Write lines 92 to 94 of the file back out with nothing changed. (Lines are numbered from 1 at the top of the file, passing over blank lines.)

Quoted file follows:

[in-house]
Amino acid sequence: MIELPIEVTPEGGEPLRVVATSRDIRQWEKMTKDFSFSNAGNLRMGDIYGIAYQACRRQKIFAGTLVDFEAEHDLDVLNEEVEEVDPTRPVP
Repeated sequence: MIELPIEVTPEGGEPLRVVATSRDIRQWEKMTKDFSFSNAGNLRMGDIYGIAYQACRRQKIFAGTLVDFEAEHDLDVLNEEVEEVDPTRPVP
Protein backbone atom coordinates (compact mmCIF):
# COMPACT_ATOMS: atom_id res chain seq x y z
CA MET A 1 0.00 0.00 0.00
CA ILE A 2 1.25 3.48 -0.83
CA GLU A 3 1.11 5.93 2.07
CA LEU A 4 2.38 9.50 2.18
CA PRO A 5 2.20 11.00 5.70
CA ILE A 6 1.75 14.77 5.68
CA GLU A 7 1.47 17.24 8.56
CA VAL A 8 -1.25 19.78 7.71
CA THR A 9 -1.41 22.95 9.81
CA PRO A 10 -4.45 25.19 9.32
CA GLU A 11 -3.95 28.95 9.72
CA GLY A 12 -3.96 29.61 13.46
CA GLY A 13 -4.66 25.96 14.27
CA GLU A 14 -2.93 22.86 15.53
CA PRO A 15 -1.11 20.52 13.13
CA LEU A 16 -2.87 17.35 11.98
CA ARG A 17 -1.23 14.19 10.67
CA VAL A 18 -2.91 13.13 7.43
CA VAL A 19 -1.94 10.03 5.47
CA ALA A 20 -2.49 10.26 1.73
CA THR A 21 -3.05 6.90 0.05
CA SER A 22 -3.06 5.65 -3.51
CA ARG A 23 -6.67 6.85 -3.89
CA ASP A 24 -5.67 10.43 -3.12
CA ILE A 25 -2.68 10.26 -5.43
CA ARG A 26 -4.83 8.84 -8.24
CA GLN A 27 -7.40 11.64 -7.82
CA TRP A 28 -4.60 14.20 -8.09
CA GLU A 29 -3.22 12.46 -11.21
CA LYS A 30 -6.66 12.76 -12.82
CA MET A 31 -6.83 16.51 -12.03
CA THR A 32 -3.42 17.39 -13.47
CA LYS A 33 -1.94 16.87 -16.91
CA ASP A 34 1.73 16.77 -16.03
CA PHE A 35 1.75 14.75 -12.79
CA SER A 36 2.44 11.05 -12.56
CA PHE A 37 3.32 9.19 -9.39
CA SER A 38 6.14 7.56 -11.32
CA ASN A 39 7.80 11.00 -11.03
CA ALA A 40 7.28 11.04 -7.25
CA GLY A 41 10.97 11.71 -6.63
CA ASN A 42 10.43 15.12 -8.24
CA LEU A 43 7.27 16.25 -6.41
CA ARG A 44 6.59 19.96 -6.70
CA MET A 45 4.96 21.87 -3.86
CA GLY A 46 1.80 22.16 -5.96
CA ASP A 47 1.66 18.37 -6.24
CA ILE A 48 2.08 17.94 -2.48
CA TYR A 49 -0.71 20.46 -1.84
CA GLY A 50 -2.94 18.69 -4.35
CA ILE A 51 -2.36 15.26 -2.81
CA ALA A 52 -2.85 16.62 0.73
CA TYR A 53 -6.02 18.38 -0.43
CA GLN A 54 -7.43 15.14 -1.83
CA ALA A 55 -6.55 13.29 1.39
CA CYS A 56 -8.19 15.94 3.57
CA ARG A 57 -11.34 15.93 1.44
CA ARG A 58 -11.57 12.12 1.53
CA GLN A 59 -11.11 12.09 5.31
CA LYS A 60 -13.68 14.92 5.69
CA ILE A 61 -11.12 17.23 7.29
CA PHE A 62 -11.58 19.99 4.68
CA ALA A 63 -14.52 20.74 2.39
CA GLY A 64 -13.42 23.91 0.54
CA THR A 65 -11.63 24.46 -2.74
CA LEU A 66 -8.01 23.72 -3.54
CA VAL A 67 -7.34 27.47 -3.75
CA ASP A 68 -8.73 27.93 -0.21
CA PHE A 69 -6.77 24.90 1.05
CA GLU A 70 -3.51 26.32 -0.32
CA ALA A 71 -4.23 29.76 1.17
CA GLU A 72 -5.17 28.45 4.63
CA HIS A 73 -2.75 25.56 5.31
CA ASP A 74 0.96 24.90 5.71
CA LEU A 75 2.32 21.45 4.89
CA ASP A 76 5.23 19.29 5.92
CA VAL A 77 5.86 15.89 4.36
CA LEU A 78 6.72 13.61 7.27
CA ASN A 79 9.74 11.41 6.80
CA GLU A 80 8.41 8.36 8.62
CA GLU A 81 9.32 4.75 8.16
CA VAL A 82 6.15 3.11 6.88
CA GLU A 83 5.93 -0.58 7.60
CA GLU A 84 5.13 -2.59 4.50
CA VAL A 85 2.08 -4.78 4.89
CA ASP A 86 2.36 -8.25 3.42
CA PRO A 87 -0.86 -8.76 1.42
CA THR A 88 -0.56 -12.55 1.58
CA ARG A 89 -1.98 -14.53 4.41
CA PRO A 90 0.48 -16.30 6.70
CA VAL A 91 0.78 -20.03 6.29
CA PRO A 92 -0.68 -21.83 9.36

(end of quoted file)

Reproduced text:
CA PRO A 87 -0.86 -8.76 1.42
CA THR A 88 -0.56 -12.55 1.58
CA ARG A 89 -1.98 -14.53 4.41